By Keith Griffin
In a parking lot full of Audi A4s, S4s, A5s and S5s, both hardtop and convertible, leave it to me to seek out the 2013 Audi Allroad. It’s back after seven years and to me is the epitome of what the Audi brand is.
Sorry if I just made a few of you spit out your coffee but Audi has always been about good, reliable transportation regardless of the weather. That’s what the Allroad is – good, reliable transportation.
Audi has flown me and scores of other automotive journalists out to Denver to embark on a lengthy drive to Avon Park, Colo. My choice will be the Allroad (which I capitalize even if Audi doesn’t) because I know it is going to be the most significant vehicle for New England in the Audi lineup.
Hopping behind the wheel, I am pleased by the interior, but what really leaves me with my mouth agape is Audi connect (why does Audi like everything in lower case) first-to-market Google Earth integration. I’m going to agree with the Audi hype that it ” redefines the navigation experience.”
Let me abdicate for a moment to the Audi PR machinery to describe it: The realistic panoramic views and high-resolution 3D satellite and aerial imagery provide drivers with a better navigation experience. Audi connect with Google Earth also improves visual orientation with a “camera zoom” feature that allows closer views of surroundings or destinations. Added to the high-resolution of Google Earth imagery is an overlay of street mapping data provided through Audi MMI Navigation plus and real-time traffic information available through a SiriusXM Traffic subscription (now includes four years of SiriusXM Traffic information).
I’ll admit that the first few miles of driving I found it a little bit of distraction. I really enjoyed it when I was a passenger. I didn’t try it in an urban setting, though, where I think it could make getting to destinations extremely easy, especially for those with strong visual memories.
The first thing I notice in my trek is the Allroad fairly laughs at Colorado. Rising elevations do nothing to diminish the power of the 2.0 TFSI turbocharged and direct-injected, four-cylinder engine that delivers 211 horsepower and 258 lb-ft of torque. Helping the fuel efficiency is an eight-speed automatic transmission that does a flawless job of holding the right gears under passing and on hilly roads.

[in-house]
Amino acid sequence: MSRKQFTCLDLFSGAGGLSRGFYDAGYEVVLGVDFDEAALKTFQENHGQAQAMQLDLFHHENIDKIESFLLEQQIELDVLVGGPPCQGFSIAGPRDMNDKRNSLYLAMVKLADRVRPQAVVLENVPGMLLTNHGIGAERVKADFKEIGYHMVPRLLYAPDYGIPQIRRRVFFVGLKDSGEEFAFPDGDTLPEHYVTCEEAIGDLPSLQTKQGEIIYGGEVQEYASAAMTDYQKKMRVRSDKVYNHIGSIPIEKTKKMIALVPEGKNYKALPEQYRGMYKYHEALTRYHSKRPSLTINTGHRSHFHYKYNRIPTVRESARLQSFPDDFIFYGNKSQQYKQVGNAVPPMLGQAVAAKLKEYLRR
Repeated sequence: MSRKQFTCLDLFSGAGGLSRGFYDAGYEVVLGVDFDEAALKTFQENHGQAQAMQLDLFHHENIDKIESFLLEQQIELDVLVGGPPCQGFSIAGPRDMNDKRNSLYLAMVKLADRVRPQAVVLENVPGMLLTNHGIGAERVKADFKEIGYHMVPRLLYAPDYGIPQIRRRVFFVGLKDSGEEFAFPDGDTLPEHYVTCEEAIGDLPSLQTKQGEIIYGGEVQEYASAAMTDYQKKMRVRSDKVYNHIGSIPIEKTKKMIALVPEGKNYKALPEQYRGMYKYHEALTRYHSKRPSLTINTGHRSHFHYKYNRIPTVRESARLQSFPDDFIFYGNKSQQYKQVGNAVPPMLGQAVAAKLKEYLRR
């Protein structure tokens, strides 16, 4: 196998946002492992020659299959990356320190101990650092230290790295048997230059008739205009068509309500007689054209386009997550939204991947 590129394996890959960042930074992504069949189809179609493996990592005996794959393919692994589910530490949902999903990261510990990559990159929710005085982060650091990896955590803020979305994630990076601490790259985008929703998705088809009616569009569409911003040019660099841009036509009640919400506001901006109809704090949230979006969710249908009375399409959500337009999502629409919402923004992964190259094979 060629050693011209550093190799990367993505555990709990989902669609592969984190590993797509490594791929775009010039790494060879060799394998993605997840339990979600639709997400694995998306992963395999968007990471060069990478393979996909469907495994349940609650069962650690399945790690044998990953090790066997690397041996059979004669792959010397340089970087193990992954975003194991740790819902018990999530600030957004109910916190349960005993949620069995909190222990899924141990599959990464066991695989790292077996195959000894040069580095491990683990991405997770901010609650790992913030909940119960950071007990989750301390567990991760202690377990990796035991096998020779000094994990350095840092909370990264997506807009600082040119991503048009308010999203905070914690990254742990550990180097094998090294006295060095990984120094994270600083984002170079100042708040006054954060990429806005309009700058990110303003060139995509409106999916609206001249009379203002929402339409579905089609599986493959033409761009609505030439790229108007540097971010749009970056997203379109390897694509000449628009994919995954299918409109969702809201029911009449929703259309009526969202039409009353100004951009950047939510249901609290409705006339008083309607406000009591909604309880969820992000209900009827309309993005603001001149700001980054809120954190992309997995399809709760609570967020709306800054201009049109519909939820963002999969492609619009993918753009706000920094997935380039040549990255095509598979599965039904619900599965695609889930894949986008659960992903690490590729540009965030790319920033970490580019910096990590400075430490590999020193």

My favorite thing about this engine? It has a 0-60 time of 6.5 seconds. That’s impressive for a station wagon with Audi’s Quattro all-wheel drive with a four-cylinder engine that can handle most anything a Costco trip throws its way.
So, some of you may wonder why you can’t just buy the Audi A4 Avant, or station wagon as the non-1 percent would call it. It’s somewhat a question of width (but being 0.5 inches wider not a big question) and has 1.5 inches more ground clearance than the A4 Avant. With a full 7.1 inches of ground clearance, the Allroad is designed to meet the outdoor lifestyle needs of its customers. That little bit of height also seemed to provide a better hip point, which made getting in and out a lot easier.
Handling was also good on the twisty mountain roads we encountered along our drive route. The Allroad uses a new electromechanical steering system that saves weight and improves fuel economy. (Lots of manufacturers are moving away from heavier steering pumps to improve fuel economy by shaving pounds off the overall weight of their vehicles).
It’s really the frosting on the cake, in terms of overall appeal, but I love what Audi is doing with LED lighting. Unless my memory is faulty, Audi pioneered the widespread use of LED in lighting design. LED is a perfect medium for lighting designers because it allows stunning designs to be created at a relatively low cost (as in whole new headlight assemblies using traditional bulbs don’t have to be used).
Like a good station wagon should, the Audi Allroad is a good cargo holder. The wagon provides 27 cubic feet of cargo space and an ample 50 cubic feet of carrying capacity with the rear seats folded down. An electric tailgate is available to ease entry when placing items into the rear cargo area. Call that one weakness. A luxury station wagon like the Allroad should have an electric tailgate as standard equipment.
The 2013 Audi Allroad has a starting price of $39,600 before a $895 delivery charge. Fully loaded the Audi Allroad is going to run $48,800 to get all the bells and whistles. It’s rare I recommend a car for its technology but be an early adapter of the Google Earth technology. It’s worth the additional investment.
(For the latest new car news, follow me on Twitter at aboutusedcars. You can also learn about buying and selling a used car at UsedCars.About.com.)
Wheelbase: 110.4 inches
Length: 185.9 inches
Width: 72.4 inches
Height: 58.0 inches
Curb weight: 3891 lbs.
Engine: 2.0 TFSI turbocharged and direct-injected, four-cylinder engine
Horsepower: 211 @ 4300 rpm
Torque: 258 lb-ft of torque @ 1500 rpm
EPA estimated mpg city/highway: 20 / 27 on premium fuel
Base price: $39,600
As-tested price: $48,800
Also consider: (a comparative vehicle) Mercedes E-class wagon, Audi A4, BMW 5-series wagon
Photos (c) Audi